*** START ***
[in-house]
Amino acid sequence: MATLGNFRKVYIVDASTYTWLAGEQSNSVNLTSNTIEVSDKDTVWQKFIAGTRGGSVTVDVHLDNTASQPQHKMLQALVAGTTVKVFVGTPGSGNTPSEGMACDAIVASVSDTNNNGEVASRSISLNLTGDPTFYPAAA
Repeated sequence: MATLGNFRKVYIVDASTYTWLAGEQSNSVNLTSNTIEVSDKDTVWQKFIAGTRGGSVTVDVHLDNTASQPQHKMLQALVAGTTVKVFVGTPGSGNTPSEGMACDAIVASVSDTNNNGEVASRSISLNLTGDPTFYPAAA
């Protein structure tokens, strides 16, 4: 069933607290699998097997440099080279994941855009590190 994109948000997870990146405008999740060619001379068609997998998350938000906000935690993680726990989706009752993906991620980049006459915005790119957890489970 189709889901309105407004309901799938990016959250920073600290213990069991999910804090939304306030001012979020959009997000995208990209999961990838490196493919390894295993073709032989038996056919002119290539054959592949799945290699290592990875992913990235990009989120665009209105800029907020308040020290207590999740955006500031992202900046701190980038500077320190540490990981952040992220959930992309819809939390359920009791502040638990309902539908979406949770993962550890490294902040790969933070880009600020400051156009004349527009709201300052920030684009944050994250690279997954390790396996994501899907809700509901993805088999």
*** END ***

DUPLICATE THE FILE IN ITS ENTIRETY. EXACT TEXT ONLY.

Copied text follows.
[in-house]
Amino acid sequence: MATLGNFRKVYIVDASTYTWLAGEQSNSVNLTSNTIEVSDKDTVWQKFIAGTRGGSVTVDVHLDNTASQPQHKMLQALVAGTTVKVFVGTPGSGNTPSEGMACDAIVASVSDTNNNGEVASRSISLNLTGDPTFYPAAA
Repeated sequence: MATLGNFRKVYIVDASTYTWLAGEQSNSVNLTSNTIEVSDKDTVWQKFIAGTRGGSVTVDVHLDNTASQPQHKMLQALVAGTTVKVFVGTPGSGNTPSEGMACDAIVASVSDTNNNGEVASRSISLNLTGDPTFYPAAA
């Protein structure tokens, strides 16, 4: 069933607290699998097997440099080279994941855009590190 994109948000997870990146405008999740060619001379068609997998998350938000906000935690993680726990989706009752993906991620980049006459915005790119957890489970 189709889901309105407004309901799938990016959250920073600290213990069991999910804090939304306030001012979020959009997000995208990209999961990838490196493919390894295993073709032989038996056919002119290539054959592949799945290699290592990875992913990235990009989120665009209105800029907020308040020290207590999740955006500031992202900046701190980038500077320190540490990981952040992220959930992309819809939390359920009791502040638990309902539908979406949770993962550890490294902040790969933070880009600020400051156009004349527009709201300052920030684009944050994250690279997954390790396996994501899907809700509901993805088999």